Civic vs Civil

Discussion in 'English Only' started by babybackribs, Sep 13, 2011.

  1. babybackribs Senior Member

    US
    English/Spanish
    Hello,
    I'm wondering if anyone can let me know their opinion about the difference between the connotations for Civic versus Civil?
    I'm creating a tagline that describes a literary journal and I've wrestling between:
    A Civic Journal of Literature & Dialogue
    -versus-
    A Civil Journal of Literature & Dialogue
    The use of one of these two words is intended to refer to a citizen.
    For me, I think that Civil makes the Journal sound like it's behaving well. Yet I think that Civic Journal seems to mean "having to do with the city" as in public works.

    Can anyone offer me any insight to this? Am I over-thinking this? Should the tagline simply be "A Public Journal of Literature & Dialogue."

    The idea is that this Lit Journal will be sort of a high-hat, borderline snobbish publication...for writer's writers.

    Thank you for very much for your help, and please let me know if I can provide any other information.
     
  2. Egmont Senior Member

    Massachusetts, U.S.
    English - U.S.
    I don't think either "civic" or "civil" works here. How about "A Citizen's Journal ..." Or did I misunderstand your intent? If it's for writers, "A Writer's Journal ...?"
     
  3. gabrielnd Senior Member

    São Paulo, Brazil
    Portuguese - Brazil
    I would stick to the former one, Civic, since it can refer both to citizen and city, and the latter sounds exactly as you said, "well behaved" (moreover, it also gives the impression that a military version of this journal may exist).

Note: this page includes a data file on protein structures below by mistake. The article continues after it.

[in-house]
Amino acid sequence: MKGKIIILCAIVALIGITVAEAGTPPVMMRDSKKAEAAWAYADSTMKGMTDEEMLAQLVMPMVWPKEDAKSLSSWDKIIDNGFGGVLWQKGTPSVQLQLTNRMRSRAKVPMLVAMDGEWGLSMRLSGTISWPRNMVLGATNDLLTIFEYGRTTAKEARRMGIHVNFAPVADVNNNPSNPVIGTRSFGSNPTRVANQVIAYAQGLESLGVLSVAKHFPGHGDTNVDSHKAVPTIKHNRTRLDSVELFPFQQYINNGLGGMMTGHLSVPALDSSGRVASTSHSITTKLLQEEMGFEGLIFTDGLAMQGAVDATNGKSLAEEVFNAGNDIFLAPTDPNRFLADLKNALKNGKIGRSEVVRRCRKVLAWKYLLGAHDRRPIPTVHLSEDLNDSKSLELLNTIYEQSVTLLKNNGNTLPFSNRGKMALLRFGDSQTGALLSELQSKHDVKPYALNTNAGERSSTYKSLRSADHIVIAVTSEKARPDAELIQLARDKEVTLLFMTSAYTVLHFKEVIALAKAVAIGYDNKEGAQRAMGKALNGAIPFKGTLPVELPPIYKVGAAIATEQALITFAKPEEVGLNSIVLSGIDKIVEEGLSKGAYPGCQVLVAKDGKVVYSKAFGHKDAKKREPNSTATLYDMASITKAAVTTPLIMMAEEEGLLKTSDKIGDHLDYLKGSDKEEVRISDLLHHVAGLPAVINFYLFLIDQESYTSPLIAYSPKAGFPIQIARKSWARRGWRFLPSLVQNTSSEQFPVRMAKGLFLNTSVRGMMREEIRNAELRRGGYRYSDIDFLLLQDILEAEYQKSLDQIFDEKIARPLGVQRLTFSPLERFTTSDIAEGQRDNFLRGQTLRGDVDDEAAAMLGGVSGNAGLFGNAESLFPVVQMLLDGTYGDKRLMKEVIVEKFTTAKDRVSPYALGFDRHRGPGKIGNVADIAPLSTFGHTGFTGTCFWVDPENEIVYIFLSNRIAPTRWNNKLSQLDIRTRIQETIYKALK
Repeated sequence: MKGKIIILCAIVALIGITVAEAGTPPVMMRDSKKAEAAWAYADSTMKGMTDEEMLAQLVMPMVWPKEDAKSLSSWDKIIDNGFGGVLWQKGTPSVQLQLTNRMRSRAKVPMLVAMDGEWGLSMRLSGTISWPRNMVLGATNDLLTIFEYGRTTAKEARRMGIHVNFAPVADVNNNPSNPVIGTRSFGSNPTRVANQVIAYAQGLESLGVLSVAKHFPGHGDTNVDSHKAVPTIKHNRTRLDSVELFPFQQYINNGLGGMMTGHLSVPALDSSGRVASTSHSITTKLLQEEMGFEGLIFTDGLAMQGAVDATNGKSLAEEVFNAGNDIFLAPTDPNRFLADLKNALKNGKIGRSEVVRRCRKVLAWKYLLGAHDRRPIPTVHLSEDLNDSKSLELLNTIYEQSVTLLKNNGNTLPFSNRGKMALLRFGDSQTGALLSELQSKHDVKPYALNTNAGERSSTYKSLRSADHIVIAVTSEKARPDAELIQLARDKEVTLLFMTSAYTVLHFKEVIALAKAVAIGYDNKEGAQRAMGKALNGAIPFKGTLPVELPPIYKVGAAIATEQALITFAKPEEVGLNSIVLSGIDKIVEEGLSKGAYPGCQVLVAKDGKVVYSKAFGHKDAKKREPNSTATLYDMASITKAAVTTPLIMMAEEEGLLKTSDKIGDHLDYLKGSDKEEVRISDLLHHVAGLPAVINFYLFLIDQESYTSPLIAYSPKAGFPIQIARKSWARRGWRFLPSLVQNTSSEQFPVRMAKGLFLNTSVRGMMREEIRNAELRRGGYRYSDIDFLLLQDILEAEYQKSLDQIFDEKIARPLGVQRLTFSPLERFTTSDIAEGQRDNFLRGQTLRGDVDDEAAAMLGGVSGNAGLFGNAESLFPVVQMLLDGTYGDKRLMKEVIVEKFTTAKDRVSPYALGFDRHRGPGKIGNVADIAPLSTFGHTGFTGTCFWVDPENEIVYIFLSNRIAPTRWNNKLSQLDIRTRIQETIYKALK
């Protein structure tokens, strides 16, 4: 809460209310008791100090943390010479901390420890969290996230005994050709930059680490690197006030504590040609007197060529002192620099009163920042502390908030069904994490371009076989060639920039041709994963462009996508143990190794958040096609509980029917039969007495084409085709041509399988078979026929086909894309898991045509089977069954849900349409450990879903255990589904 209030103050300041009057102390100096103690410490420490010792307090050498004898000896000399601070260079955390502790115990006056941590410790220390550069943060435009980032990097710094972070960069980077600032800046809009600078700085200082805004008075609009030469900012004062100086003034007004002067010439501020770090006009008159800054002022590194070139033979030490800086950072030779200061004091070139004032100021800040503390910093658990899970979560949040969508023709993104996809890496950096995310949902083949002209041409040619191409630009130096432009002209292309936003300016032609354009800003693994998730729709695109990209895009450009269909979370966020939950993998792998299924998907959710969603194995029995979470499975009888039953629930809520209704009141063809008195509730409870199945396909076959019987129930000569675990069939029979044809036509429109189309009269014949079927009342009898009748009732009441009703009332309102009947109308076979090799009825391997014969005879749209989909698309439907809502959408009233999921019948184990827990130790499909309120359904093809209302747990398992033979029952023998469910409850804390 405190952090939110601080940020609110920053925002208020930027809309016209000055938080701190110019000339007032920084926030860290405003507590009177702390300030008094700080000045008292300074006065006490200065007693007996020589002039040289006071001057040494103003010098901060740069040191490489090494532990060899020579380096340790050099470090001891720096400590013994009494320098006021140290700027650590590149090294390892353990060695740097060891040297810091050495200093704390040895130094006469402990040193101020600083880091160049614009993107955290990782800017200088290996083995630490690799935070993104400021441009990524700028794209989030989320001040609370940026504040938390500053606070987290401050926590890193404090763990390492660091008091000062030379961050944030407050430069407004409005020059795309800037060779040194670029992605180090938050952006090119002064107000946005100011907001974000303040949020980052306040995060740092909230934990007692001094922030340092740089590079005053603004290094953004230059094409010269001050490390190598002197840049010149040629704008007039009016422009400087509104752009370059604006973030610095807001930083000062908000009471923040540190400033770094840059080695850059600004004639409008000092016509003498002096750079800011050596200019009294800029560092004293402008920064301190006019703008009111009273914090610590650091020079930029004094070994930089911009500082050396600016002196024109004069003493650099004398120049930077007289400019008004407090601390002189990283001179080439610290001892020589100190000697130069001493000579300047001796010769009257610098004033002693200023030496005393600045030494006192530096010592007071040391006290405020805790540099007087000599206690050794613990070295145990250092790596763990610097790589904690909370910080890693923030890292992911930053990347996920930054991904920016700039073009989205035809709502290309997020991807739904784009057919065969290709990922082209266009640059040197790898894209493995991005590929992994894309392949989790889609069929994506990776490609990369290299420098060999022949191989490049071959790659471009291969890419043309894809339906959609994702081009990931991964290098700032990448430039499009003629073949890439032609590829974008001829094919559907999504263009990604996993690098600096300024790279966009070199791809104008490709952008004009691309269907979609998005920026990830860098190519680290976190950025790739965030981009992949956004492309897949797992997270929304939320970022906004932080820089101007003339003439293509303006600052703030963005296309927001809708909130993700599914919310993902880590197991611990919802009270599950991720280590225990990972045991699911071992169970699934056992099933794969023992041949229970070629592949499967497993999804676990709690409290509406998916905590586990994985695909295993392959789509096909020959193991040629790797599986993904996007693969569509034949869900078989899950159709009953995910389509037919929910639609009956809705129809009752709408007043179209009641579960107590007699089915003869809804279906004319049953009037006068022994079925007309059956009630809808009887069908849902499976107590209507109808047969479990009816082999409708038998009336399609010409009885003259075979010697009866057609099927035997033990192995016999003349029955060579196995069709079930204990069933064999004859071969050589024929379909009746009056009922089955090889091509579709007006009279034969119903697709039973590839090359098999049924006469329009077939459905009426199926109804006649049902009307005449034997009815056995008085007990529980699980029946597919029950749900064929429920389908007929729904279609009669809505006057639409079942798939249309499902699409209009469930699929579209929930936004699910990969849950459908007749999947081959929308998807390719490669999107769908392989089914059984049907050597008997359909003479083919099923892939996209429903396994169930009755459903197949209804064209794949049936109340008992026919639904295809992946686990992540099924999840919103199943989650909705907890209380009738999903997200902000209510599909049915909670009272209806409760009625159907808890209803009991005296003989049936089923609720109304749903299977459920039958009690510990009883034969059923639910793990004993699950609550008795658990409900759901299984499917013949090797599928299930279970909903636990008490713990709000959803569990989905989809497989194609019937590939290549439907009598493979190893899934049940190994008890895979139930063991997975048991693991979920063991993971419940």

4. babybackribs Senior Member

    US
    English/Spanish
    Thank you, both.
    I hadn't considered the militial connotation of Civil--thank you for that insight, gabrielnd.

    I think "Civic Journal" will reign triumphant (unless there are other suggestions).
    Since the idea is it's to be a "new old-fashioned," high-class publication so if the use sounds a bit Brittish and if the use seems a bit romantic, I believe it will work, in this case.

    Thanks again! :)
     
  5. JamesM

    JamesM à la Mod

    I agree with Egmont. If I read "A Civic Journal" I would assume that it was a journal about a city or about a city's government, not about a citizen. "Civic" modifies "journal" in your title. You want a word that describes who wrote the journal. Only "A Citizen's Journal" makes sense to me in this context.
     
  6. babybackribs Senior Member

    US
    English/Spanish
    Civic modifies journal; and Civic can mean, in the definition perhaps closer to the original meaning/useage of the word, "relating to a city or community affairs."
    Does that make sense, or have we sparked a truly inspired etymological debate (which I'm not opposed in the least!)
    Let me know if the phrase makes sense given that context of the word? Thank you, JamesM!
     
  7. JamesM

    JamesM à la Mod

    Will the journal's contents relate to a specific city or that city's community affairs? If not, it doesn't sound like a good fit to me, babybackribs. A "civic center", for example, is a place where all the municipal government's offices are located. I don't think you want such a specific connection with city government.
     

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